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A week in Istanbul

Ömer Aşık had a decent season in Houston Rockets and my wife's best friend is getting married in Turkey. Therefore Yilin, my wife and I decided to spend a week in Istanbul, which turned out to be the most amazing and memorable vacation we ever had.

Way too many things to do

If I ever going to visit Istanbul again, I would definitely reserve at least a month. There are way too many interesting things to do in Istanbul for a week-long vacation.

Heaven of food

Restaurants cover every inch of the old town. I wonder if people here ever need to cook at home. The restaurants look good and cheap. Then later we asked a Turkish friend if she cooks, she said not really since restaurants are good and cheap.

Being a Chinese picky eater, I felt dubious about the quality of food from these "good and cheap" restaurants. Finally we had chance to have a bite, from which point we couldn't stop. If I were born in Turkey, I would be a happy Turkish programmer who never cooks.

Kind, kid-loving people

It's a shame how much U.S. defames Muslim for all the time. By far Turkish people are the kindest people I've met. Every time my car stops and opens window, people walk to me and ask if I need help. Every 5, 10 minutes Yilin walks on a street, people hug, kiss her, take photo with her or give her gifts. During the stay Yilin received free gifts from random people every single day.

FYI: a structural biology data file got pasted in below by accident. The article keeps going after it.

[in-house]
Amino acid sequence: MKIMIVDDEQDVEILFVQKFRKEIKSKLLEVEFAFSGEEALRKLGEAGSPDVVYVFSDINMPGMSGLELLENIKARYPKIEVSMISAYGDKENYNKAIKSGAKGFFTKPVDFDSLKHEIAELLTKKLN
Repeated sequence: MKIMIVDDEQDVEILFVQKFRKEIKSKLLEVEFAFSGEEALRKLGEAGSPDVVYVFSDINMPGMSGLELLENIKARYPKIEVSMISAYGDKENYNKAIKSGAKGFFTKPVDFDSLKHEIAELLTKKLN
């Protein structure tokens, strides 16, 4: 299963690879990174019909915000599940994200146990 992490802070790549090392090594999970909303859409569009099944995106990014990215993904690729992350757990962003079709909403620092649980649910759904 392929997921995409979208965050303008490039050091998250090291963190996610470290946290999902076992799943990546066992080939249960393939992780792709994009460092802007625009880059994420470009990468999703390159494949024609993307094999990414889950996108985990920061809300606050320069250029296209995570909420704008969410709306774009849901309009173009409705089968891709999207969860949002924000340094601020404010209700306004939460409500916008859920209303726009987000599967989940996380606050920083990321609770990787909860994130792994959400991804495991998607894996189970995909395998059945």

Here's another story about how nice Turkish people are. We were walking down a street with a dozen restaurants where people sell food aggressively. To pass through the area, we told a guy that we just finished lunch, maybe we could come back for dinner later. The person was nice enough and gave us his card, saying he would gave 15% discount if we back. We did back to the area again at dinner time and this time a different man came to us to sell food. We showed him the card and said someone promised a 15% discount. What surprised me was, instead of convincing me how good his food is or giving me a price match, this man took us to the address on the card and said "have a good lunch". Can this happen in U.S. or China? Hard to imagine.

Jaw dropping wedding ceremony

My friend's wedding ceremony took place in Sait Halim Pasa Yalisi. For people who don't know what it is, like myself, it's a big waterfront house with about 20 rooms, a separated 6000-squarefoot ball room and granite lions at gate. Big shots used to live here, obviously. Now it's mostly for events like wedding ceremony. The level of luxurity here is absolutely jaw-dropping. Guests dressed up in the way I've only seen in Oscar, not in Golden Globe. Again, Turkish strangers showed great hospitality to me, the only person in jeans, the only yellow family in ceremony.

The ceremony was about 6 hour long, during which bride and broom spoke, ate and danced all the time until midnight. Only marathon runners have competency to do what they did. I kept telling my self, getting married is for young people.


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